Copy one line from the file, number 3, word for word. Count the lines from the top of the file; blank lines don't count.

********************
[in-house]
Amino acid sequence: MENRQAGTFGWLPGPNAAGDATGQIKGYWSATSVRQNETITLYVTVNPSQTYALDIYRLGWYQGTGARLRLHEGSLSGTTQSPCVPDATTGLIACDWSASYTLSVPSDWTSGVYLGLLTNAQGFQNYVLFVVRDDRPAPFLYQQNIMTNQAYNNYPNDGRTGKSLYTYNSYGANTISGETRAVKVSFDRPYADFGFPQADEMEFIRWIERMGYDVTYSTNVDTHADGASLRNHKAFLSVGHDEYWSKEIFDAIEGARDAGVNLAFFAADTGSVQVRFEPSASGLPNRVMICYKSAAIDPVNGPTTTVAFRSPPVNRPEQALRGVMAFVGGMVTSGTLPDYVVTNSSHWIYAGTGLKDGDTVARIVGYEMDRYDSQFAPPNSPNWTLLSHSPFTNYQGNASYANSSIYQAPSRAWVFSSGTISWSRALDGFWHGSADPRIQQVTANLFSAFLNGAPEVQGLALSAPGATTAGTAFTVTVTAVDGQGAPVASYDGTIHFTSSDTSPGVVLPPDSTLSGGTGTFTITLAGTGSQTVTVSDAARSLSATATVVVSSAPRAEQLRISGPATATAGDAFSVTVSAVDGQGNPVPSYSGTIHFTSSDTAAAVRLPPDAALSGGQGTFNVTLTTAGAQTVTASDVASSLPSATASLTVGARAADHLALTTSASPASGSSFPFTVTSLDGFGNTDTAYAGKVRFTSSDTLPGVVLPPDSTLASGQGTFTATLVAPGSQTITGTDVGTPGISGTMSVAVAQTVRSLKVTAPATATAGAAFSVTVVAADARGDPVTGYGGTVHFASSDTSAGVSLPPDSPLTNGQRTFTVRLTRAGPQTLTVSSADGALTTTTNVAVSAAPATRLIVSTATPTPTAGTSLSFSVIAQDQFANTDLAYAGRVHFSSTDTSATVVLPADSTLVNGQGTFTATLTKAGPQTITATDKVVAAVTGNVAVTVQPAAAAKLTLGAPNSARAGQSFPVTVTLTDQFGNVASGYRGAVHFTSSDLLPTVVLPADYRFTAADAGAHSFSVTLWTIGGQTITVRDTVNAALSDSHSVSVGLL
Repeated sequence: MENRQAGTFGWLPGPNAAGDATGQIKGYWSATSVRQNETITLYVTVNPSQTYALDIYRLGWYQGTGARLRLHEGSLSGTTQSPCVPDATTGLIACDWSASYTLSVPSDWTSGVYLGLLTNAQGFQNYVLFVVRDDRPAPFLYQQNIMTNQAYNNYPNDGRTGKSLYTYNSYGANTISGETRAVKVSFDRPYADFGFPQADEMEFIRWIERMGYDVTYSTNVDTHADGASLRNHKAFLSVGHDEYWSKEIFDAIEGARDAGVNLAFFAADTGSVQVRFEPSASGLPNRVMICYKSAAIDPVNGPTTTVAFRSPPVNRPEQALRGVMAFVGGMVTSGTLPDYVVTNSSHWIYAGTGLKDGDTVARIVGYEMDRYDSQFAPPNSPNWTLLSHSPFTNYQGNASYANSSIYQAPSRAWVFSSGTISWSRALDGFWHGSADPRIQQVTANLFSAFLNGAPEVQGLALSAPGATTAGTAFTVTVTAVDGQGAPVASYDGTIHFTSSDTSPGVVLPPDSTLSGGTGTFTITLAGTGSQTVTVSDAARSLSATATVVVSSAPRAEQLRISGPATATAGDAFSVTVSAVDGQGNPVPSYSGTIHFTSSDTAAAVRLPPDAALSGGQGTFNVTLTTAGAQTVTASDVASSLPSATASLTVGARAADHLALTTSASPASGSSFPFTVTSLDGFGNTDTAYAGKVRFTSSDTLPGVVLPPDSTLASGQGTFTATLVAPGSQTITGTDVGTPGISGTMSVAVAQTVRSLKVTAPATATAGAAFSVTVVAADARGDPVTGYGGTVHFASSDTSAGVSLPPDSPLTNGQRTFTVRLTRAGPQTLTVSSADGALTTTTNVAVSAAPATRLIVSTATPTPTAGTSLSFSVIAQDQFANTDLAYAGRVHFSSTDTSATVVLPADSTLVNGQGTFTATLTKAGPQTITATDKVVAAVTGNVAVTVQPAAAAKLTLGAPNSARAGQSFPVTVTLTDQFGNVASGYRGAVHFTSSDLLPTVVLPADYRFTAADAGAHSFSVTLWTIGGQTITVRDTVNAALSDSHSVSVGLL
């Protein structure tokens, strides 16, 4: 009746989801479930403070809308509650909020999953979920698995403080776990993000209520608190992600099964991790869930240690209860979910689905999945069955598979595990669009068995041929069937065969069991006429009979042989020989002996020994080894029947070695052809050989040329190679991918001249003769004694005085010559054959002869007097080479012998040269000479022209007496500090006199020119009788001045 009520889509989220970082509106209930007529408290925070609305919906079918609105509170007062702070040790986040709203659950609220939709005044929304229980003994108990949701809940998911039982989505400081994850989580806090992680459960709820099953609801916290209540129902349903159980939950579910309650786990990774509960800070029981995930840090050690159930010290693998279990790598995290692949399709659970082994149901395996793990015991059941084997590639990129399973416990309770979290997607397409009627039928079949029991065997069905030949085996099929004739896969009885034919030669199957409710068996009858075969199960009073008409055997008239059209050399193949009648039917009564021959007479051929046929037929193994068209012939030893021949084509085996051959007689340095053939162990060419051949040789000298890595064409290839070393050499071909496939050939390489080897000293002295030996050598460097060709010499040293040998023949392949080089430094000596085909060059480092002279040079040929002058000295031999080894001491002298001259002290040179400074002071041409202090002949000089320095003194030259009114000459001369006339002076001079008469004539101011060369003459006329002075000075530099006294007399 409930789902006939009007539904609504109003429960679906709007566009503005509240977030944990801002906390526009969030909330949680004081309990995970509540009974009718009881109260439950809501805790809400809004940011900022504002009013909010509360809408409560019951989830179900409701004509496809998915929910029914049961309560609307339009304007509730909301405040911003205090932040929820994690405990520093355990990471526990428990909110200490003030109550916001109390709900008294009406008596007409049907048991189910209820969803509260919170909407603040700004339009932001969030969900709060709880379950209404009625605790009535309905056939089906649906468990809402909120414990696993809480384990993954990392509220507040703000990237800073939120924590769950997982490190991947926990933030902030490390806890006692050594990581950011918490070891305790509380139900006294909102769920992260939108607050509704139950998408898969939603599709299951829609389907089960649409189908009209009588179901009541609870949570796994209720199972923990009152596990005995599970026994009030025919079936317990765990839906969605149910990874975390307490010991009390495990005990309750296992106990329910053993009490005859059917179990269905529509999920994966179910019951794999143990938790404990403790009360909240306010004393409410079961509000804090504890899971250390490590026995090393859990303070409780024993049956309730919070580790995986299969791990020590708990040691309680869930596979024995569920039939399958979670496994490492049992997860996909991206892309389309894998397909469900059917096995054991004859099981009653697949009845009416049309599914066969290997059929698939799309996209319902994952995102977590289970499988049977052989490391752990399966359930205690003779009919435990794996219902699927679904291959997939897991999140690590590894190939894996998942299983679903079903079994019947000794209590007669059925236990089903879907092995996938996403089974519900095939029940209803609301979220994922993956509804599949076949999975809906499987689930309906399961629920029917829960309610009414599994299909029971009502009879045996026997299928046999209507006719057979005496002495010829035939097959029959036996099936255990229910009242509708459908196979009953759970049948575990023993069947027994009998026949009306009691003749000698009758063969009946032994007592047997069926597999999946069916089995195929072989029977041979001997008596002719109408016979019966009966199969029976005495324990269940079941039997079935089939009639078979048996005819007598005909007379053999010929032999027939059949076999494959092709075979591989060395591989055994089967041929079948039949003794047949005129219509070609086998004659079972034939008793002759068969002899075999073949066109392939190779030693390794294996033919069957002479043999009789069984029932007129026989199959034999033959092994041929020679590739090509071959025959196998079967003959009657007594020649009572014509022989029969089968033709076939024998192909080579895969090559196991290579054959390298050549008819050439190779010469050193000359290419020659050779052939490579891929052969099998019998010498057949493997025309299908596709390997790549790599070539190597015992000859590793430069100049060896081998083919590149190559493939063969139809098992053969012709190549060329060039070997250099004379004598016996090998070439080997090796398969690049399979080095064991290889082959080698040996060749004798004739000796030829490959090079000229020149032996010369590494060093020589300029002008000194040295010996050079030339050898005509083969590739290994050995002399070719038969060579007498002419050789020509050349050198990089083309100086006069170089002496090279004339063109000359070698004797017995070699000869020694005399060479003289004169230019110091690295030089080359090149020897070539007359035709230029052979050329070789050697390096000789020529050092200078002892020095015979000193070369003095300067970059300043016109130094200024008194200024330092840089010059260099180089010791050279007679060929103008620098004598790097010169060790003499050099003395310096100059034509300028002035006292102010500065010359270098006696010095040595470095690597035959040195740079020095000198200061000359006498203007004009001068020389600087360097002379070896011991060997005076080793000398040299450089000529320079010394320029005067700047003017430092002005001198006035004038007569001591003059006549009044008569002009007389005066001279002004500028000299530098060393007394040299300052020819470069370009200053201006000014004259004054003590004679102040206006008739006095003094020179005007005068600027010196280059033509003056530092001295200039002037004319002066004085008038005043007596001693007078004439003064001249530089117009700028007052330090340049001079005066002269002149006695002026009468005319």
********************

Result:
Repeated sequence: MENRQAGTFGWLPGPNAAGDATGQIKGYWSATSVRQNETITLYVTVNPSQTYALDIYRLGWYQGTGARLRLHEGSLSGTTQSPCVPDATTGLIACDWSASYTLSVPSDWTSGVYLGLLTNAQGFQNYVLFVVRDDRPAPFLYQQNIMTNQAYNNYPNDGRTGKSLYTYNSYGANTISGETRAVKVSFDRPYADFGFPQADEMEFIRWIERMGYDVTYSTNVDTHADGASLRNHKAFLSVGHDEYWSKEIFDAIEGARDAGVNLAFFAADTGSVQVRFEPSASGLPNRVMICYKSAAIDPVNGPTTTVAFRSPPVNRPEQALRGVMAFVGGMVTSGTLPDYVVTNSSHWIYAGTGLKDGDTVARIVGYEMDRYDSQFAPPNSPNWTLLSHSPFTNYQGNASYANSSIYQAPSRAWVFSSGTISWSRALDGFWHGSADPRIQQVTANLFSAFLNGAPEVQGLALSAPGATTAGTAFTVTVTAVDGQGAPVASYDGTIHFTSSDTSPGVVLPPDSTLSGGTGTFTITLAGTGSQTVTVSDAARSLSATATVVVSSAPRAEQLRISGPATATAGDAFSVTVSAVDGQGNPVPSYSGTIHFTSSDTAAAVRLPPDAALSGGQGTFNVTLTTAGAQTVTASDVASSLPSATASLTVGARAADHLALTTSASPASGSSFPFTVTSLDGFGNTDTAYAGKVRFTSSDTLPGVVLPPDSTLASGQGTFTATLVAPGSQTITGTDVGTPGISGTMSVAVAQTVRSLKVTAPATATAGAAFSVTVVAADARGDPVTGYGGTVHFASSDTSAGVSLPPDSPLTNGQRTFTVRLTRAGPQTLTVSSADGALTTTTNVAVSAAPATRLIVSTATPTPTAGTSLSFSVIAQDQFANTDLAYAGRVHFSSTDTSATVVLPADSTLVNGQGTFTATLTKAGPQTITATDKVVAAVTGNVAVTVQPAAAAKLTLGAPNSARAGQSFPVTVTLTDQFGNVASGYRGAVHFTSSDLLPTVVLPADYRFTAADAGAHSFSVTLWTIGGQTITVRDTVNAALSDSHSVSVGLL